The mill is neat and tidy, and looks to do a good job machining aluminium. We imagine it should prove highly useful in [Honus’s] workshop. If you’re contemplating getting yourself some desk-sized tools, perhaps consider an engraver as well! Video after the break.

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Scrapyard Milling Machine Gets Work Done On A Budget

Which to buy first, a lathe or a mill? It’s a tough question for the aspiring home machinist with limited funds to spend on machine tools, but of course the correct answer is a lathe. With a lathe, we are told, all other machine tools can be built, including a milling machine. Granted that might be a slight  exaggeration, but [Maximum DIY] was still able to use his budget-blowing lathe to make a decent milling machine mostly from scrap.

Details are a bit sparse in the forum post, but there’s enough there and in the video after the break to be mightily impressed with the build. Unlike many DIY mills that are basically modified drill presses, [Maximum DIY] started with things like a scrapped bench grinder pedestal and surplus steel tubing. The spindle motor is from a paint sprayer and the Z-axis power feed is a treadmill incline motor. The compound table was a little too hard to make, so the purchased table was fitted with windshield wiper motor power feeds.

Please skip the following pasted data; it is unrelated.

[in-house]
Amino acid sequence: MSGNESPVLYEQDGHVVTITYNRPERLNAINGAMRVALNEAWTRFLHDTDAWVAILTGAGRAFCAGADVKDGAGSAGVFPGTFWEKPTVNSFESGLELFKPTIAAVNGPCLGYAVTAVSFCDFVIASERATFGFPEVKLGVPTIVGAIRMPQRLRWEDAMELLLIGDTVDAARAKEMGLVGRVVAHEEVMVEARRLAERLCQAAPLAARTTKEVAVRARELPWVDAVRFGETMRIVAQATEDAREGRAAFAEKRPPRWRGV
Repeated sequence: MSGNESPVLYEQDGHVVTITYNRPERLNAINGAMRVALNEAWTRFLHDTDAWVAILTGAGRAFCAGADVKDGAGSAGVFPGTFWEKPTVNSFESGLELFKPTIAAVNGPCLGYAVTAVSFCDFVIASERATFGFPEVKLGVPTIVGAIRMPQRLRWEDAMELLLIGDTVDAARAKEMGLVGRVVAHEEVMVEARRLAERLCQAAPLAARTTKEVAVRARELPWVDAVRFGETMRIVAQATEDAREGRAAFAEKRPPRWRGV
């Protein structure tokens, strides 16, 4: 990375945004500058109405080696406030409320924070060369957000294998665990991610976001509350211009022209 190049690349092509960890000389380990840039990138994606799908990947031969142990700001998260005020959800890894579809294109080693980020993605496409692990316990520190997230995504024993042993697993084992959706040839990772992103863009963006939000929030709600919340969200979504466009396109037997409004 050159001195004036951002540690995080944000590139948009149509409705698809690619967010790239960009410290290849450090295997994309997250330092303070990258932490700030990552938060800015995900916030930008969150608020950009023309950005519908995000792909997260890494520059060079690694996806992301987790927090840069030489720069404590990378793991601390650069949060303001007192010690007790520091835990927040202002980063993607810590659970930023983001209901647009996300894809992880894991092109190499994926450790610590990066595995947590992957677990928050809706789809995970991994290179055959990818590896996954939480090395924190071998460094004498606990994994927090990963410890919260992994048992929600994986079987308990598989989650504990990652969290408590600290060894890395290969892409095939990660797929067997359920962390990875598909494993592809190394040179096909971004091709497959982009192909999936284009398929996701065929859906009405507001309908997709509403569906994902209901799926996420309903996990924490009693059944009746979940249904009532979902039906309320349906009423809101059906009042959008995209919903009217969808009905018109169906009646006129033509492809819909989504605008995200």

Therein lies perhaps the most clever hack in this build: the use of a plain old deep 19mm socket as a clutch for the power feeds. The 12-point socket slides on the square shaft of the wiper motor to engage the drive screw for the compound table – simple and bulletproof.